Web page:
Remember Silly Putty? You could pull it apart slowly, and it would keep stretching and stretching and stretching. But if you tried to pull it apart really fast, it wouldn’t stretch. It would snap.
Sometimes I feel a lot like Silly Putty, trying to stretch to accommodate all of the elements of my life. But I think that the hardest part for me, besides my sons’ father living far away, is being pulled in two directions trying to meet the needs of both of my boys. I feel like I’m just stretching and stretching. Most of the time, I can keep stretching, and I do. But sometimes, too many things that require my attention happen at once, and I reach a breaking point.
Take last weekend, for example. Nearly all day Saturday was spent doing Nigel’s Boy Scout event with recycling Christmas trees. We got home from that, I made dinner, cleaned up after dinner, and started doing some work that was due for a client. I figured I could finish it by Sunday afternoon before heading out to the animal shelter to do the weekly volunteer work that Nigel needs for a Scout requirement. Then we’d get home, I’d make dinner, fill out some paperwork that needed to be done, and that would be the end of the weekend. No down time. I felt really stretched.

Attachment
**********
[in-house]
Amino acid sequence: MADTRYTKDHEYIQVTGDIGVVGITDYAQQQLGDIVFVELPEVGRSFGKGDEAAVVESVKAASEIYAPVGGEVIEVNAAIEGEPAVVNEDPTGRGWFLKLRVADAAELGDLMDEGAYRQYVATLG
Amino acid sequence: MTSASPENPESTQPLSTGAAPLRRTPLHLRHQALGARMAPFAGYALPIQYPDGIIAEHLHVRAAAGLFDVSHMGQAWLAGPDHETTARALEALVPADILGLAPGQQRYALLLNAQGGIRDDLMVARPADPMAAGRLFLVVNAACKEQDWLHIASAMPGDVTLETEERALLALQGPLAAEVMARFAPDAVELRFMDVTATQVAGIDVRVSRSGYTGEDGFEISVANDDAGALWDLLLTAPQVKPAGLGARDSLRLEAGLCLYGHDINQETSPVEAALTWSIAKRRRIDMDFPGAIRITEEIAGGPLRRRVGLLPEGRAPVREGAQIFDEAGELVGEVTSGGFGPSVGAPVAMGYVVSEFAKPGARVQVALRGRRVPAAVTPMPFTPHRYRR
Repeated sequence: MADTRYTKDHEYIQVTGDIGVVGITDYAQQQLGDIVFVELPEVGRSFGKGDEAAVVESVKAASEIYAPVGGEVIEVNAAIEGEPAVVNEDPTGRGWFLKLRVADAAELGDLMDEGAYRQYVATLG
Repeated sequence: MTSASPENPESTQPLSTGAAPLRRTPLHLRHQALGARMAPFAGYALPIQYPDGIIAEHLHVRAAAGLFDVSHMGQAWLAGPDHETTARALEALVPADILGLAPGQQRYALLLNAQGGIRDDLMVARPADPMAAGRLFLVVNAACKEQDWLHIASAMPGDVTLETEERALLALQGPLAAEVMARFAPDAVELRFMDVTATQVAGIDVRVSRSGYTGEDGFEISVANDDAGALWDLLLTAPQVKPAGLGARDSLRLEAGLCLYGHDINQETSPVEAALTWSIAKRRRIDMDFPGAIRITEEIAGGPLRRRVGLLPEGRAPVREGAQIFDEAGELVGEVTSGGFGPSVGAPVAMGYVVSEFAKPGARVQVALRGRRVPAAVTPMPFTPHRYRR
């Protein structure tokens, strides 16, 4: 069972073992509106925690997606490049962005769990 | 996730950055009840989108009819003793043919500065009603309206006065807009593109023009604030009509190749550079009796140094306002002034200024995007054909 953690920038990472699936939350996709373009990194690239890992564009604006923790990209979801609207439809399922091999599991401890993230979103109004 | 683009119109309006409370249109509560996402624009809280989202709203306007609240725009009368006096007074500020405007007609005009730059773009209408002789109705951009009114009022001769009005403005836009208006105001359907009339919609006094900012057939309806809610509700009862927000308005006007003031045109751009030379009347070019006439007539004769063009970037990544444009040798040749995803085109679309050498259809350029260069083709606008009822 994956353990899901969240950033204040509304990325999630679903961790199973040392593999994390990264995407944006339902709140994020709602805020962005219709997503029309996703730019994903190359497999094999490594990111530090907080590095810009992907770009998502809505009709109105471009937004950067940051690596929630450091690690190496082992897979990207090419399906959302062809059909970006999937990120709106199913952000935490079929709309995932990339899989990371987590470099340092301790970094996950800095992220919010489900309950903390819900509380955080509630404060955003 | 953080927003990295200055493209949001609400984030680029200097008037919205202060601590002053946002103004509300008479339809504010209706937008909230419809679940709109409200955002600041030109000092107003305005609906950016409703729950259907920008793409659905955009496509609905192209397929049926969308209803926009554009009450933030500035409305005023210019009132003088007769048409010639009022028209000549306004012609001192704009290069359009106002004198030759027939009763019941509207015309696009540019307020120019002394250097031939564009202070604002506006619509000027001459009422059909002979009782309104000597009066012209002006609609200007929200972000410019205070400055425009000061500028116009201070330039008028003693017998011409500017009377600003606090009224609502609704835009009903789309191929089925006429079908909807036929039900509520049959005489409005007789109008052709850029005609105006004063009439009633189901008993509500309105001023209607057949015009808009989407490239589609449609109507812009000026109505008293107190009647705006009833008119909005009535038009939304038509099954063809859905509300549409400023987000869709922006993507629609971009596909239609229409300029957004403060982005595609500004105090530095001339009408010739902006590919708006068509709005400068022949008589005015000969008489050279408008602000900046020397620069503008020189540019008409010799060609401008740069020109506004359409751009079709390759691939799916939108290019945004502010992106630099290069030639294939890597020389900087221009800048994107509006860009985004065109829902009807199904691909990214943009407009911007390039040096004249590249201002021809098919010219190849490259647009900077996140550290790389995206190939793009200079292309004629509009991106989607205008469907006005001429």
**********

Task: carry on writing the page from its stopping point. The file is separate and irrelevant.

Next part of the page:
So I was sitting at my computer, working on some spreadsheets, and Aidan walked in to ask me to take him to the mall tomorrow so that he could trade in some old video games and get a new one. I sighed, trying to avoid snapping. I felt like I was being pulled apart too fast. I started to complain about how busy I was, being gone all day at the Scout thing and having work to do, and the animal shelter tomorrow, and more work, and . . . Aidan’s face fell. He started to walk away.
And then it hit me. Again. I do so much for Nigel. He requires so much of my focus and time. And Aidan asks for so little. How could I not do this for him? All I needed to do was stretch a little more, to make a little time for my second son, who so often feels like second fiddle.
“Wait, honey,” I said. “I’ll be able to fit it in. We’ll go right after Nigel and I get back from the animal shelter. And after the mall, we’ll go out to dinner, okay?”
“Okay. Thanks, Mom,” he said, his face brightening some.
And that is what we did. Sunday afternoon, Nigel and I got back from the animal shelter, and Aidan had his bag of old games all ready to go. I changed my clothes for dinner, then we drove to the mall and exchanged Aidan’s games for the new game that he wanted, and he was happy. We went to the restaurant, and Nigel, without prompting, actually thanked the waiter when his plate was set in front of him. That’s twice in one weekend, for anyone keeping track!
And I’m so glad that I stretched myself a little more. It’s often a huge challenge doing this on my own, but it’s worth it to keep stretching. It’s worth it to make sure Aidan knows that he’s also my priority. Fortunately, I’m a lot like Silly Putty. When it snaps, you can easily connect the two ends together again.